I will be leaving on a 2 week vacation, later today, but will have the ability to remote into my home network to at least check on both NAS devices. However, it might not be convenient to terminal in if any changes are needed (sporadic internet connectivity), so I might have to wait to do so until I return.

I’m not a computer professional, but love to tinker and wish I understood this stuff better. Again, really appreciate you looking into this for me and I will report my results.

It’s interesting that the original poster, from 2 years ago that asked for help, and you kindly responded with the step by step instructions, never further replied nor did anyone else, until I came along.

Take care and I’ll be back to you.

I’ve added above commands, repeated below, to the file and will report back later.

sleep 125
echo ‘58 23 * * * /mnt/HD/HD_a2/’ >> /var/spool/cron/crontabs/root
echo ‘0 5 * * * reboot’ >> /var/spool/cron/crontabs/root

In the above instruction, sleep 125, where does that go? Should it be an echo command? Doesn’t show up in the crontab list.

Also, when I check to see if the file is executable (as you suggested) by typing chmod +x /mnt/HD/HD_a2/, terminal response is No such file or directory. So I’m missing something.

P.S. You don’t know how appreciative I am for your assistance with this!!

A new file is created at /mnt/HD/HD_a2 named

You can create this file with vi.

vi /mnt/HD/HD_a2/

It will start a new file with no contents. Edit it like any other file, and add the lines I cited-- specifically:

# Wait 125 seconds (2 minutes + 5 seconds), then add these entries to crontab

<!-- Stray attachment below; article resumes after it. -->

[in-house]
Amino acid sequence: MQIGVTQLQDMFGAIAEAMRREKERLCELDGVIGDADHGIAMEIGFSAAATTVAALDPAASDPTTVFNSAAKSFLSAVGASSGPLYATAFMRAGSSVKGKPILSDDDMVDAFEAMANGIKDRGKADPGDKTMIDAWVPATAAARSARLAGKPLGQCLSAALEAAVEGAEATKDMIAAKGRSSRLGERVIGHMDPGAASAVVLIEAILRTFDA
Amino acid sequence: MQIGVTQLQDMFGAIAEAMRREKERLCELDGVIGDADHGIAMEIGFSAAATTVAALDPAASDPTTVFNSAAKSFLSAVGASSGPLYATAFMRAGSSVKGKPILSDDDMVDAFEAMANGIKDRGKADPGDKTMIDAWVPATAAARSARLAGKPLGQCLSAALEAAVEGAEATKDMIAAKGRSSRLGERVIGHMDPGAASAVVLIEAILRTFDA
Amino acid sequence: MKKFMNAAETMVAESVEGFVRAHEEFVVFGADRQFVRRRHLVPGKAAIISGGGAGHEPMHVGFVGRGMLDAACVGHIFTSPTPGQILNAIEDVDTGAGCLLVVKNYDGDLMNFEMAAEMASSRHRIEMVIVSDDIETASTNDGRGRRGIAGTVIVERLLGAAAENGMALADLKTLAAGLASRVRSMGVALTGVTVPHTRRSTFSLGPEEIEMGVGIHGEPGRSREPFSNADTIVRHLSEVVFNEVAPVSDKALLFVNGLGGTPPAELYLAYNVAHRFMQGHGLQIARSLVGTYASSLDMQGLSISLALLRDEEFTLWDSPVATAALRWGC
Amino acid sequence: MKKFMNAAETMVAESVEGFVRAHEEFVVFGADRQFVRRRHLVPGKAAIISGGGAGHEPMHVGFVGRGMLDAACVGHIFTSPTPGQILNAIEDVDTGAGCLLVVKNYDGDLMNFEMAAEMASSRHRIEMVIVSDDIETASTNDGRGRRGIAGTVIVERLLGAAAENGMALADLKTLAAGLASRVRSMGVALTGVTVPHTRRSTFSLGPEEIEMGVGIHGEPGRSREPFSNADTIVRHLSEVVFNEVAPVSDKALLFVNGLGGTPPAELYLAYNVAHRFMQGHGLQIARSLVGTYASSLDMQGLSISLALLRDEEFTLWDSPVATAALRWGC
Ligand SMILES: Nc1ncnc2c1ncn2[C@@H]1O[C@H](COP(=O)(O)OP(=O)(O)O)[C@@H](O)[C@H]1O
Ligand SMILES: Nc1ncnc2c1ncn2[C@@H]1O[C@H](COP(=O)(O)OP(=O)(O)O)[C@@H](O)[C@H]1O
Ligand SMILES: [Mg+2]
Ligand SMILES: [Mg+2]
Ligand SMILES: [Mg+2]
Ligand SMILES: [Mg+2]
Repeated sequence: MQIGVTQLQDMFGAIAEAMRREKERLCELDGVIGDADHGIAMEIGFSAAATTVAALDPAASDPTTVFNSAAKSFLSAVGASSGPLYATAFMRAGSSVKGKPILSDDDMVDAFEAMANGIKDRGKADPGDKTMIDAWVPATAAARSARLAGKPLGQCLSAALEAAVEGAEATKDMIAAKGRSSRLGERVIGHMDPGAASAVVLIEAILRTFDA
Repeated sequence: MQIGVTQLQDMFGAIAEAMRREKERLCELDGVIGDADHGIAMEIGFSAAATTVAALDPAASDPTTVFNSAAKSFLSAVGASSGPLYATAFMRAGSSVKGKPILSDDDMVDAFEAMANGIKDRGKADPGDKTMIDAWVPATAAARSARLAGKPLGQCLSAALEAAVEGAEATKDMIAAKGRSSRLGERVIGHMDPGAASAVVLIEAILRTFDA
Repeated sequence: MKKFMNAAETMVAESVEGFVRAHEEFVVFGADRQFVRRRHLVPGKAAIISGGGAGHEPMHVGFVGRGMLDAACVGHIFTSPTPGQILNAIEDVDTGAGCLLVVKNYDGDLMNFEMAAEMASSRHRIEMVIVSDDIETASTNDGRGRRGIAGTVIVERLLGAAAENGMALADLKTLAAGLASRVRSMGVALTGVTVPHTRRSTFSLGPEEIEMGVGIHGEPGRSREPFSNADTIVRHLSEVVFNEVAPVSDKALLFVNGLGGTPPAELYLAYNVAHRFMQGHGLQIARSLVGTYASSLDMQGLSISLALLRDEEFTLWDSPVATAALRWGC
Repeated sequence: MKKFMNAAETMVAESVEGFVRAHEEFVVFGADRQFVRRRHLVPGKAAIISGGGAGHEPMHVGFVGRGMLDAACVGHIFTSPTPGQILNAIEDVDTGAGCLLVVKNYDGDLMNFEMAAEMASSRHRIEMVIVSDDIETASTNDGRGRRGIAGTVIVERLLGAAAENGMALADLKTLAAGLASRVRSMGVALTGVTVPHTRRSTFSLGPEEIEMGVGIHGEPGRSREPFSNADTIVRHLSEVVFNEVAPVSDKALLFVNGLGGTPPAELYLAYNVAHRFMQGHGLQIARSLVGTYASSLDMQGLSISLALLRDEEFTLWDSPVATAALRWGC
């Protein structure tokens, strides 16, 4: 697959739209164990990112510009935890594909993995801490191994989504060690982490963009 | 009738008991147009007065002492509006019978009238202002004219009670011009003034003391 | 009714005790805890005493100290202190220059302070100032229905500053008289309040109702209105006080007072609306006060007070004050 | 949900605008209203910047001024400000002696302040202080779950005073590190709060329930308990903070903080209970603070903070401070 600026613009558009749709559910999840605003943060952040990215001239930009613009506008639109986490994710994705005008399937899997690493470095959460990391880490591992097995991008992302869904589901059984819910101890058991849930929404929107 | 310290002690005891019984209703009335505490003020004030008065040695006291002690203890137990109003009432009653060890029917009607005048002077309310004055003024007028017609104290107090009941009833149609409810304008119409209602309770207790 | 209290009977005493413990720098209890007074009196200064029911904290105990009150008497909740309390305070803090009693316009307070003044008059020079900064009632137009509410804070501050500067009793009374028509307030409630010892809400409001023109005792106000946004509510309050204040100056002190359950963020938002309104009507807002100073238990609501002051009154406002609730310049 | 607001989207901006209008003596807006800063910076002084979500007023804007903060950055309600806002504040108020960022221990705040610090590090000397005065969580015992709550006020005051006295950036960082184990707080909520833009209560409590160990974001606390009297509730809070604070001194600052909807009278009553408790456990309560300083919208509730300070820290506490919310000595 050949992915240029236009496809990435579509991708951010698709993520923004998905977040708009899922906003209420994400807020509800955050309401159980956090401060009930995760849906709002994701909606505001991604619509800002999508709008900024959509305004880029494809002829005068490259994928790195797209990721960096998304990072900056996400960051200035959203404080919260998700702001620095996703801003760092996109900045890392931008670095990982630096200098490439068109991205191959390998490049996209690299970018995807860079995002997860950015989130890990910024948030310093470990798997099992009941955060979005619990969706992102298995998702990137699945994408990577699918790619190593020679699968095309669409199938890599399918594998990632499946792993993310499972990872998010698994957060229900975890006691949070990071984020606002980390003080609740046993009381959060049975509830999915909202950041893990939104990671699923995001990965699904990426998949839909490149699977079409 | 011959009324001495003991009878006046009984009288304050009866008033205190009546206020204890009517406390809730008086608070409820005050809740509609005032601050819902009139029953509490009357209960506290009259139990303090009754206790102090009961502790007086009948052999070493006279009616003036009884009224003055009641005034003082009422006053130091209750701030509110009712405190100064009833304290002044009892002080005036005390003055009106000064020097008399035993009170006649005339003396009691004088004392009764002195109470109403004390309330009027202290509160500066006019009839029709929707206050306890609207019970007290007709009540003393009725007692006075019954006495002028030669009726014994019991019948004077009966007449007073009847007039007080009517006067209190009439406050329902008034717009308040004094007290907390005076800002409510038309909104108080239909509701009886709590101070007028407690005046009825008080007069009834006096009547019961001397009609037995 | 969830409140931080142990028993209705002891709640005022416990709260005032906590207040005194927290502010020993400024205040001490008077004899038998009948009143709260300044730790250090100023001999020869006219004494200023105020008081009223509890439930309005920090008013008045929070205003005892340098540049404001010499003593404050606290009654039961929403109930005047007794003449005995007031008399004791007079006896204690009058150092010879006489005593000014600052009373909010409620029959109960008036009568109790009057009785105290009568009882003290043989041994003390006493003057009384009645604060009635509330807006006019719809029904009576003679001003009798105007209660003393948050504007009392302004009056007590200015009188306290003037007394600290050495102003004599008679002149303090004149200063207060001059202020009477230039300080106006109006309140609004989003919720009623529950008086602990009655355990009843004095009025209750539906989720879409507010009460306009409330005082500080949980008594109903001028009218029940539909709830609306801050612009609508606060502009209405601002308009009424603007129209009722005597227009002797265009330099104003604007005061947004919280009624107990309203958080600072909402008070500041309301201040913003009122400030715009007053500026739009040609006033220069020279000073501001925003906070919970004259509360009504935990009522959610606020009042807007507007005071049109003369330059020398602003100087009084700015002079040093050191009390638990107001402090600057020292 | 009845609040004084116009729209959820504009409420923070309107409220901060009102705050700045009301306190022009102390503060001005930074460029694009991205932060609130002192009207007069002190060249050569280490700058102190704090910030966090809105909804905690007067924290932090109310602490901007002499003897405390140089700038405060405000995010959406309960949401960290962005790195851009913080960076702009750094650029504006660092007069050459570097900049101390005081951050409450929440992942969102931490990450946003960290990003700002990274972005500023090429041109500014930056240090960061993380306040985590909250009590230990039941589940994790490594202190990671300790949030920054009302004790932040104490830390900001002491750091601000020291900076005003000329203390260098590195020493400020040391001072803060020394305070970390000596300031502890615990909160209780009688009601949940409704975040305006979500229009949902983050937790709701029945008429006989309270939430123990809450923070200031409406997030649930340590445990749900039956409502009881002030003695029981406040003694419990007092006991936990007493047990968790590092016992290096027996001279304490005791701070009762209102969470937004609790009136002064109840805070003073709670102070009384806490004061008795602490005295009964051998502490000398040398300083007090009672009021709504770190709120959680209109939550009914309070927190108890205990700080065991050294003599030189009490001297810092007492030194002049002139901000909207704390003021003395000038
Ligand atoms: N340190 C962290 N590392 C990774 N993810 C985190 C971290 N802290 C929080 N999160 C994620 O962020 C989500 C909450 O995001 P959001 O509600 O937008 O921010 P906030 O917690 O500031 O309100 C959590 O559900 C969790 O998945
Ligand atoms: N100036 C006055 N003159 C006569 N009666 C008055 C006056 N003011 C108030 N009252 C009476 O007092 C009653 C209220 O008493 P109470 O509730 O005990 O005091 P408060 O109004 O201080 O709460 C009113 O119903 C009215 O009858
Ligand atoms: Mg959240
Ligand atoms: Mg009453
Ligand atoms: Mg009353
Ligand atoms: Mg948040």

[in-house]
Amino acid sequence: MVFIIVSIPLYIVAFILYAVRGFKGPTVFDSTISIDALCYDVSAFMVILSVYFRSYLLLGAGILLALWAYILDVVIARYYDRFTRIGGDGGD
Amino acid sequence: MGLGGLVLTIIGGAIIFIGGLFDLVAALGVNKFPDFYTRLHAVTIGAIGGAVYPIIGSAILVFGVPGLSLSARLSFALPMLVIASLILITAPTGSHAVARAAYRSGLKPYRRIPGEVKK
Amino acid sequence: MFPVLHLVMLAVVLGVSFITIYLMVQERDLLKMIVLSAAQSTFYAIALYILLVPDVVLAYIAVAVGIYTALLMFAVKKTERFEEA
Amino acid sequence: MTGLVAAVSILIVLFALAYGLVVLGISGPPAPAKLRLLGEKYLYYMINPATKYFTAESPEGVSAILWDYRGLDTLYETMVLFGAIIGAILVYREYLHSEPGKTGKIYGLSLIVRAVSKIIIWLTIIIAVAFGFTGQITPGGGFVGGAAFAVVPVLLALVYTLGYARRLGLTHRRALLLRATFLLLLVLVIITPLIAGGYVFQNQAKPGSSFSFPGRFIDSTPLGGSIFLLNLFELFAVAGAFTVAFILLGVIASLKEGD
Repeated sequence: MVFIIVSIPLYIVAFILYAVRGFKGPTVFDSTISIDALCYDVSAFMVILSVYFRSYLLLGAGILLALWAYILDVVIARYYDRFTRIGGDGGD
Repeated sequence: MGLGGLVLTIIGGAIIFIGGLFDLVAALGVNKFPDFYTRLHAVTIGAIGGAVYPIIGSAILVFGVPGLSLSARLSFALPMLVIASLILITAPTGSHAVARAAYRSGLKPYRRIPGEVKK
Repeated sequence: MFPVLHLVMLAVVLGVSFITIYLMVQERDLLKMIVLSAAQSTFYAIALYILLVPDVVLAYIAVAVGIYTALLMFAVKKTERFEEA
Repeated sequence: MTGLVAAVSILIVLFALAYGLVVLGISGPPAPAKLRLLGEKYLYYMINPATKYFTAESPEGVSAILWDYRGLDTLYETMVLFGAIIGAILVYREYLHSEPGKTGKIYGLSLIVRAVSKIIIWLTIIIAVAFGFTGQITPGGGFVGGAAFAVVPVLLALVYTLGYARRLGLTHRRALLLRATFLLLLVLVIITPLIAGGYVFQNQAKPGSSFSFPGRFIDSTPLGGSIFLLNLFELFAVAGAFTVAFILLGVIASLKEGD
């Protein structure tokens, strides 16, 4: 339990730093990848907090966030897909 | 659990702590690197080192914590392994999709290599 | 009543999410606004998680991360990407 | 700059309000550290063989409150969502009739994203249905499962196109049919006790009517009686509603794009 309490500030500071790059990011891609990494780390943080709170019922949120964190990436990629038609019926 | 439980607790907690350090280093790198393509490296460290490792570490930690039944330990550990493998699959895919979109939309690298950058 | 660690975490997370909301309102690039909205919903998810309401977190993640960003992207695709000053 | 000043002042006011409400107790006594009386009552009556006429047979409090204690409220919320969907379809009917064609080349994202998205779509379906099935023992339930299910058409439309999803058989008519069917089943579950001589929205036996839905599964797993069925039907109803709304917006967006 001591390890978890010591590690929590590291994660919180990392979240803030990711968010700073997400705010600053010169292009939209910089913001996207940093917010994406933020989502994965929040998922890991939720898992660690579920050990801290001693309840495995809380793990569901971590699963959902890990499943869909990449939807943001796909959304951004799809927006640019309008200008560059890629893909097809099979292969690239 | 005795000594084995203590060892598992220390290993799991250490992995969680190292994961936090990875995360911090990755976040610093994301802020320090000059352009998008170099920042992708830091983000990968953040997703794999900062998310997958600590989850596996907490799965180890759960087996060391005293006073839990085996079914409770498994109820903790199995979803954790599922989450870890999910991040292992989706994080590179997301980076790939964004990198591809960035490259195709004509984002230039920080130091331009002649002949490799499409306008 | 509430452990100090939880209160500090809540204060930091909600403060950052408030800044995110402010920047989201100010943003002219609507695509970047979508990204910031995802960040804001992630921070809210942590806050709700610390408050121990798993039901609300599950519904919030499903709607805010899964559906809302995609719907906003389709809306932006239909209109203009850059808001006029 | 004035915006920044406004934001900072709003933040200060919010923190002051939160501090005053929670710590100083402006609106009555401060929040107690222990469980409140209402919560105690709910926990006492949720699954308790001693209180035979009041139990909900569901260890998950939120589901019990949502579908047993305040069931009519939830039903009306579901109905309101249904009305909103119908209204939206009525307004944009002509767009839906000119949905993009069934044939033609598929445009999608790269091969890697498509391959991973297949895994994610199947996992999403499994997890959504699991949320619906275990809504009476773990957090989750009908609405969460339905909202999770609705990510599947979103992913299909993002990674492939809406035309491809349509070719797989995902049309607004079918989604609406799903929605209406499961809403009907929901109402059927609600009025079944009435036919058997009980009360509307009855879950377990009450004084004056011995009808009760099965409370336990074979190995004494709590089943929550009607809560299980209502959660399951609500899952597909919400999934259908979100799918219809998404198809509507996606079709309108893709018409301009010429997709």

sleep 125
echo '58 23 * * * /mnt/HD/HD_a2/' >> /var/spool/cron/crontabs/root
echo '0 5 * * * reboot' >> /var/spool/cron/crontabs/root 

Then save it.

After you have done that, you need to make it executable.

chmod +x /mnt/HD/HD_a2/

Think I’ve got it now. Here’s my crontab list after adding this new file.

Screen Shot 2021-06-18 at 12.49.24 PM

And here’s the other NAS

Screen Shot 2021-06-18 at 1.05.44 PM

As previously mentioned, thanks so much for your help and I’ll let you know the results.


As I mentioned, I have extremely sporadic internet. I’m on a train, traveling across country, so using my phone’s hotspot whenever there’s enough signal.

Let me update you. On the EX2Ultra, the reboot worked just the first day at 5am, as specified in KeepCronTab. However, when I looked at Crontab -l, afterward, those last two commands were no longer there. I then checked the next day, and the 5am reboot, the first one from the previous day, did not execute.

I then looked at the PR4100 and neither did the reboot execute nor is the KeepCronTab command showing in Crontab -l. So it worked one time on one NAS, and not at all on the other one. And the KeepCrontab has disappeared.